It’s all too easy to think of Vancouver as an instant city-just add salt water, and stir. Most of its grand old architecture-including such Depression-era piles as the Marine Building and the City Hall—is barely of pensionable age. The city incorporated in 1886, then promptly caught fire, obliterating what history there was.
Ah, but what Vancouver now has is its very own epic historical novel, thanks to the industry and imagination of David Cruise and Alison Griffiths.
At more than 750 pages, Vancouver is quite a brick.
A thing like that lands on your desk, quite literally a seismic event in publishing, and you have to ask: Do I love my city enough to read all that?
Between Tooke and Nesbut, the novel-thick as the city’s phone bookis peopled with compelling rogues, dreamers and accidental tourists. Some are fictional inventions and others thinly disguised Vancouver sharpies. Their stories, rooted in the realities of the day, ring true. History is rarely the stuff of grand schemes; it’s what survives after the present veers off the rails. Scotsman Darrog Wiley, trapper and slave trader, had no ambition to be saviour of Fort Langley. Chinese peasant Soon Chong, a 19th-century congee seller, would have choked on his rice gruel had he known the forces that would carry him to Vancouver’s Chinatown. Nanak Singh had no plans to desert the British Army but, hey, stuff happens.
The answer is a resounding “yes” even before finishing the first chapter. Some 14,000 years before the birth of Christ, Tooke, a wayward ice-age African, stumbles, via Asia, over the Bering land bridge to North America. There’s a risk of losing readers in the mists of time, but Cruise and Griffiths—in their first novel after seven non-fiction best-sellers—gracefully succeed in rooting a young city to its past. Vancouver is told in 12 interwoven chapters: from the southward migration of Tooke’s grandson Manto to the modern-day Ellie Nesbut, perhaps a way-distant relative, working her way out of the Downtown Eastside.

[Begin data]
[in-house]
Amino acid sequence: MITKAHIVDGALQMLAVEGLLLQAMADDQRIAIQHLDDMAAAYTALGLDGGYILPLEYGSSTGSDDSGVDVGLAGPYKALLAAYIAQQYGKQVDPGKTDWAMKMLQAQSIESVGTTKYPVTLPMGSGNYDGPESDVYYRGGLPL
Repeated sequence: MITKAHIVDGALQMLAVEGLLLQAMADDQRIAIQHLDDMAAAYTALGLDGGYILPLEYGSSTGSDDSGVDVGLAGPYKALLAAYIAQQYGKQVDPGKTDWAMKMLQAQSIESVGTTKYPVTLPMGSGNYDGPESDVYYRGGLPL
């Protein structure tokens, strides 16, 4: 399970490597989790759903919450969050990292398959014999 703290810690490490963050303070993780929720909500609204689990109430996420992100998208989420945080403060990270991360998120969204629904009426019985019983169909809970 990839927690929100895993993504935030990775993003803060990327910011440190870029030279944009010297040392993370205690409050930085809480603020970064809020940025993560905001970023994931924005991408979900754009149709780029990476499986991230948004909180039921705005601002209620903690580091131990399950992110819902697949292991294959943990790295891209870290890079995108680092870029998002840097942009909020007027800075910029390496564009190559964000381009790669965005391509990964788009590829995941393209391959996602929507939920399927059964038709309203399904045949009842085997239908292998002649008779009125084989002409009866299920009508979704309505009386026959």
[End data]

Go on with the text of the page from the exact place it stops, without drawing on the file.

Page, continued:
Plenty of stuff. In the epic tradition of James Michener, the story sails on the ill winds of nature and of man. Fiction lets the authors play with what they call the “innumerable ‘what ifs’ ” of Vancouver history. It’s the past that could have been-no less fascinating than the future that might be.
Canadian Counterpoint: Illustrations by Anita Kunz Until Jan. 3 Anita Kunz is no stranger to the American magazine cover. Her illustrations have long appeared in The New Yorker and other publications, including Maclean’s. Now, the
Toronto-based artist is being honoured by the Library of Congress. Kunz, 47, is the first Canadian to get a solo show at the library’s Swann Gallery for Caricature and Cartoon, where 15 of her works are on display. www.loc.gov Washington
HAVE YOU HEARD?
Canada’s socially conscious rapper K-os (pictured) will appear on the new album by British electronica gods, the Chemical Brothers; Montreal’s Gavin Mclnnes, co-founder of Vice magazine, is described in a New York Times profile as leaning “much further to the right than the Republican party. His views are closer to a white supremacist’s”; Canadian blues musician Colin Linden (of Blackie and the Rodeo Kings) is a guitarplaying priest in the new Coen Brothers movie,
Intolerable Cruelty (Oct. 10); Sum 41’s Deryck Whibley broke off his romance with hotel heiress Paris
Hilton; Whibley’s entire Ajax, Ont., band will do an animated guest spot
on King of the Hill, as Christian punk rockers; Nelly Furtado had a baby girl, Nevis, with her boyfriend, Toronto DJ Jasper Gahunia.
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